Capraia e Limite
The built-up area of Capraia maintains the structural characteristics of a fortified medieval village with its strategic position on a steep knoll.
The built-up area of Capraia maintains the structural characteristics of a fortified medieval village with its strategic position on a steep knoll, its narrow lanes suitable to drive back the enemy and its castle dominating the whole village.
Capraia has doubtless ancient origins and around 1250 it was theatre of fights between Guelphs and Ghibellines. Limite had its name probably thanks to its boundary position .
The Diocese of Pistoia ended just at Limite and in 1100 the "Pieve di San Lorenzo" was among the thirty-five ancient parish churches of this Diocese. Limite rised as river call for the favourable characteristics at that time of that stretch of the Arno which goes through the village.
At first the primary activities were connected to agriculture, sheep-farming and timber, but afterwards other crafts developed founding little groups of craftsmen, straw workers, construction workers, fishermen and especially of punters, who transported salt, herrings, timber, hides, etc.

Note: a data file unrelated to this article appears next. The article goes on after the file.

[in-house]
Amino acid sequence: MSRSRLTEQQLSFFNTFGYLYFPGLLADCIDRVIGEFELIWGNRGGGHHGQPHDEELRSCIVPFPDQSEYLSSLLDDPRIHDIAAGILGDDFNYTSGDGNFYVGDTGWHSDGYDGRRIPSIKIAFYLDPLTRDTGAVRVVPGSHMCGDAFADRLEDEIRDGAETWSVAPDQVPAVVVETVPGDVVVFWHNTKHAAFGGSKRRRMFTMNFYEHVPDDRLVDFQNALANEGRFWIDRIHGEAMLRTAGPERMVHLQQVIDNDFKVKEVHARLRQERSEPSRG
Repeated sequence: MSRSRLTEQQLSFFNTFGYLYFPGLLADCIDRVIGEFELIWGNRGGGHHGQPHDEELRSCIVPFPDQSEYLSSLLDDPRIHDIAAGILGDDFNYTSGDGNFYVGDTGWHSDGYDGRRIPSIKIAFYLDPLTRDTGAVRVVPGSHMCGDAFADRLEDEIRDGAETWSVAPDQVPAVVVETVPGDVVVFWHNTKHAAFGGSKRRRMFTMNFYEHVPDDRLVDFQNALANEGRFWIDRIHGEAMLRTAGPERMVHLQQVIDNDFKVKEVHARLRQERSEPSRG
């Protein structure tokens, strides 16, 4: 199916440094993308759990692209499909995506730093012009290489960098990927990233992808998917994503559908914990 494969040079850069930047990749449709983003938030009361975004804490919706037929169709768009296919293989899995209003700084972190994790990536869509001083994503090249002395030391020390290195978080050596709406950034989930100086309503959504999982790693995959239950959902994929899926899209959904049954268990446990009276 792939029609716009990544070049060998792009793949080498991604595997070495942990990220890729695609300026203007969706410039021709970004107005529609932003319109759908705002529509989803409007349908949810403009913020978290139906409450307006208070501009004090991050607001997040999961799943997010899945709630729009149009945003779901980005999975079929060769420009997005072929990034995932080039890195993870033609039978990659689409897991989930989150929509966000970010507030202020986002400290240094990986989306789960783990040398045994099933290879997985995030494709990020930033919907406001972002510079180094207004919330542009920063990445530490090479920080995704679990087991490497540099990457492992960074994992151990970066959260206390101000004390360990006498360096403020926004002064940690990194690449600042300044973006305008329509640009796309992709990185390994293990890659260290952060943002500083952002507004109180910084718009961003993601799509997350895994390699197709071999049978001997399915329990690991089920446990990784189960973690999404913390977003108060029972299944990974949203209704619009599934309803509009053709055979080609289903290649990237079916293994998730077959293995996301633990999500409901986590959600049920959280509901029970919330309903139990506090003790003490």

As the years went by, Limite became more important than Capraia and so on 23th September 1874 the Town Council of Capraia and Limite was tranferred from the castle of Capraia to Limite.
The medieval castle of Castra has an important strategic position on the Francigena road. The historical informations about the castle are very few.
At present only the tower remains of the ancient centre.
The Church of San Pietro, rebuilt on the seventeenth-century ruins, maintains inside a polychromatic wooden statue of San Pietro, datable between the 15th and 16th centuries.